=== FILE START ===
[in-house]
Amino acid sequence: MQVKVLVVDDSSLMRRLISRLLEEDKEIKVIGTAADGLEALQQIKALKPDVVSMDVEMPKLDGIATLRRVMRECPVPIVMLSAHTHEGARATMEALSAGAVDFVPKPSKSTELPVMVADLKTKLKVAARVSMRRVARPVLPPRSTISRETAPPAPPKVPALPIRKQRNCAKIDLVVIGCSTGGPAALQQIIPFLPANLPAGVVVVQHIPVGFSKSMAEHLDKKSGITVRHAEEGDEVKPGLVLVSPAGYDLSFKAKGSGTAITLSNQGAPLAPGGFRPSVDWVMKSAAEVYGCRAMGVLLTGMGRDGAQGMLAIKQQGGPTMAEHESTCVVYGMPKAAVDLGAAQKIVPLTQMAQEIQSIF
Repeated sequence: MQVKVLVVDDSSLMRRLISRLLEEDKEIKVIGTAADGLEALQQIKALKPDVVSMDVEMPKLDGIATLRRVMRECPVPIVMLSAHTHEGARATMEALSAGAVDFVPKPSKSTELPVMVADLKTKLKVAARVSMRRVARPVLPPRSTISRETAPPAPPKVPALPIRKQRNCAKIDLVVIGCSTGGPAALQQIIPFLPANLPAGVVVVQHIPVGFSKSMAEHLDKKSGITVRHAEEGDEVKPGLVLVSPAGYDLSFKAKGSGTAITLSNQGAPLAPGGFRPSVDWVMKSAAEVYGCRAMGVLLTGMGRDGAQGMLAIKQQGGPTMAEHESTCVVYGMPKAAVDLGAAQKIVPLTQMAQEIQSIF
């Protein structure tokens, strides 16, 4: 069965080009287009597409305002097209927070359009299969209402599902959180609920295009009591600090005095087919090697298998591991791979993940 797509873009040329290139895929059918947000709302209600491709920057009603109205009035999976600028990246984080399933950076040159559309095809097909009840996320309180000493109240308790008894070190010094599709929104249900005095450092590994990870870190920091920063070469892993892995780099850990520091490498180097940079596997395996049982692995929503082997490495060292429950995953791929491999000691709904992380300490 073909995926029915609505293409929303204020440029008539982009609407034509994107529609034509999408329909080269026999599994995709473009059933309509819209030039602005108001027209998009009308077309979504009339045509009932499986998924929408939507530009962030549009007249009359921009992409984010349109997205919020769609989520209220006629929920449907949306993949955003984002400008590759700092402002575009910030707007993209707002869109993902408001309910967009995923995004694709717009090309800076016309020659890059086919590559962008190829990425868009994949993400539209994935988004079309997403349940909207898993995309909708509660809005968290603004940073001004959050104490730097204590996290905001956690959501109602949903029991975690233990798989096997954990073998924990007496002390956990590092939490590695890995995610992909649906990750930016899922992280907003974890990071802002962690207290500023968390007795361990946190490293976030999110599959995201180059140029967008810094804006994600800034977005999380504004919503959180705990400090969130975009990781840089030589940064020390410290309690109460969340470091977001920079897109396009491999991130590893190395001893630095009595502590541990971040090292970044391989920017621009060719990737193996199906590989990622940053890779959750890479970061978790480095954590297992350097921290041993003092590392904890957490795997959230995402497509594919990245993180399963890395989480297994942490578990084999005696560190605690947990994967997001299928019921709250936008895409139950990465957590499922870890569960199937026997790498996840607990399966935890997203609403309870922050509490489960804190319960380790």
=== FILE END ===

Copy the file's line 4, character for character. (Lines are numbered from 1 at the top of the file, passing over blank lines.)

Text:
């Protein structure tokens, strides 16, 4: 069965080009287009597409305002097209927070359009299969209402599902959180609920295009009591600090005095087919090697298998591991791979993940 797509873009040329290139895929059918947000709302209600491709920057009603109205009035999976600028990246984080399933950076040159559309095809097909009840996320309180000493109240308790008894070190010094599709929104249900005095450092590994990870870190920091920063070469892993892995780099850990520091490498180097940079596997395996049982692995929503082997490495060292429950995953791929491999000691709904992380300490 073909995926029915609505293409929303204020440029008539982009609407034509994107529609034509999408329909080269026999599994995709473009059933309509819209030039602005108001027209998009009308077309979504009339045509009932499986998924929408939507530009962030549009007249009359921009992409984010349109997205919020769609989520209220006629929920449907949306993949955003984002400008590759700092402002575009910030707007993209707002869109993902408001309910967009995923995004694709717009090309800076016309020659890059086919590559962008190829990425868009994949993400539209994935988004079309997403349940909207898993995309909708509660809005968290603004940073001004959050104490730097204590996290905001956690959501109602949903029991975690233990798989096997954990073998924990007496002390956990590092939490590695890995995610992909649906990750930016899922992280907003974890990071802002962690207290500023968390007795361990946190490293976030999110599959995201180059140029967008810094804006994600800034977005999380504004919503959180705990400090969130975009990781840089030589940064020390410290309690109460969340470091977001920079897109396009491999991130590893190395001893630095009595502590541990971040090292970044391989920017621009060719990737193996199906590989990622940053890779959750890479970061978790480095954590297992350097921290041993003092590392904890957490795997959230995402497509594919990245993180399963890395989480297994942490578990084999005696560190605690947990994967997001299928019921709250936008895409139950990465957590499922870890569960199937026997790498996840607990399966935890997203609403309870922050509490489960804190319960380790």